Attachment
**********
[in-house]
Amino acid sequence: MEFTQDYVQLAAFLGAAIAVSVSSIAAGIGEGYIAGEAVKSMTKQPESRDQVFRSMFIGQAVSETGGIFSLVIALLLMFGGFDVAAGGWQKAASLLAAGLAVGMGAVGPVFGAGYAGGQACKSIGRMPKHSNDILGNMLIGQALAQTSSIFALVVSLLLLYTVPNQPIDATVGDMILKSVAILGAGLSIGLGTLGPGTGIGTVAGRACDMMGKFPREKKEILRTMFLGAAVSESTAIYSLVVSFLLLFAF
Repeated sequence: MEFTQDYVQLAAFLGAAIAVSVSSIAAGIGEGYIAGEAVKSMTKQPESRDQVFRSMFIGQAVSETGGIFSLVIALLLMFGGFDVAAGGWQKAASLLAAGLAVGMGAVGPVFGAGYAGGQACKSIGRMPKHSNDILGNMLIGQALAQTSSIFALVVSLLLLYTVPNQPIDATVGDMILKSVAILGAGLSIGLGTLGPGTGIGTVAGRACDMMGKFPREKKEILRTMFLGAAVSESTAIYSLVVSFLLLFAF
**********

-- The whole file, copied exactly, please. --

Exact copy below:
[in-house]
Amino acid sequence: MEFTQDYVQLAAFLGAAIAVSVSSIAAGIGEGYIAGEAVKSMTKQPESRDQVFRSMFIGQAVSETGGIFSLVIALLLMFGGFDVAAGGWQKAASLLAAGLAVGMGAVGPVFGAGYAGGQACKSIGRMPKHSNDILGNMLIGQALAQTSSIFALVVSLLLLYTVPNQPIDATVGDMILKSVAILGAGLSIGLGTLGPGTGIGTVAGRACDMMGKFPREKKEILRTMFLGAAVSESTAIYSLVVSFLLLFAF
Repeated sequence: MEFTQDYVQLAAFLGAAIAVSVSSIAAGIGEGYIAGEAVKSMTKQPESRDQVFRSMFIGQAVSETGGIFSLVIALLLMFGGFDVAAGGWQKAASLLAAGLAVGMGAVGPVFGAGYAGGQACKSIGRMPKHSNDILGNMLIGQALAQTSSIFALVVSLLLLYTVPNQPIDATVGDMILKSVAILGAGLSIGLGTLGPGTGIGTVAGRACDMMGKFPREKKEILRTMFLGAAVSESTAIYSLVVSFLLLFAF